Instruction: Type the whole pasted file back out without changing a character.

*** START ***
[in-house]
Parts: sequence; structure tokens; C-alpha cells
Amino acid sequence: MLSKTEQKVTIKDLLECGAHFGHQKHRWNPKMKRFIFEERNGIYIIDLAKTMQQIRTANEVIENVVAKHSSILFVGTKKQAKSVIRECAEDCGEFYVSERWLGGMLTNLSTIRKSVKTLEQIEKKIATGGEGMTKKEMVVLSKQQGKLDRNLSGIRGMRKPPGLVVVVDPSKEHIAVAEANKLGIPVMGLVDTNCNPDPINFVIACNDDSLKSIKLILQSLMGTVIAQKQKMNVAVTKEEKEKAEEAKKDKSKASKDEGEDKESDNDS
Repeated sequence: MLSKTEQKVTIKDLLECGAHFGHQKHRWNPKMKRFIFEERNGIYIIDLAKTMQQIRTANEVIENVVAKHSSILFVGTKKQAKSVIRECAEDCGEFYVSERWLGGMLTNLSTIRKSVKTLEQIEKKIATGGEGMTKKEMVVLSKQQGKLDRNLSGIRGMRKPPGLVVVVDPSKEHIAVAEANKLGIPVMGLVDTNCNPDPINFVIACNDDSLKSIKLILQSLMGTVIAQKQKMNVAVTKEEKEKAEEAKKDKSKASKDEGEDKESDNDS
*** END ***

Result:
[in-house]
Parts: sequence; structure tokens; C-alpha cells
Amino acid sequence: MLSKTEQKVTIKDLLECGAHFGHQKHRWNPKMKRFIFEERNGIYIIDLAKTMQQIRTANEVIENVVAKHSSILFVGTKKQAKSVIRECAEDCGEFYVSERWLGGMLTNLSTIRKSVKTLEQIEKKIATGGEGMTKKEMVVLSKQQGKLDRNLSGIRGMRKPPGLVVVVDPSKEHIAVAEANKLGIPVMGLVDTNCNPDPINFVIACNDDSLKSIKLILQSLMGTVIAQKQKMNVAVTKEEKEKAEEAKKDKSKASKDEGEDKESDNDS
Repeated sequence: MLSKTEQKVTIKDLLECGAHFGHQKHRWNPKMKRFIFEERNGIYIIDLAKTMQQIRTANEVIENVVAKHSSILFVGTKKQAKSVIRECAEDCGEFYVSERWLGGMLTNLSTIRKSVKTLEQIEKKIATGGEGMTKKEMVVLSKQQGKLDRNLSGIRGMRKPPGLVVVVDPSKEHIAVAEANKLGIPVMGLVDTNCNPDPINFVIACNDDSLKSIKLILQSLMGTVIAQKQKMNVAVTKEEKEKAEEAKKDKSKASKDEGEDKESDNDS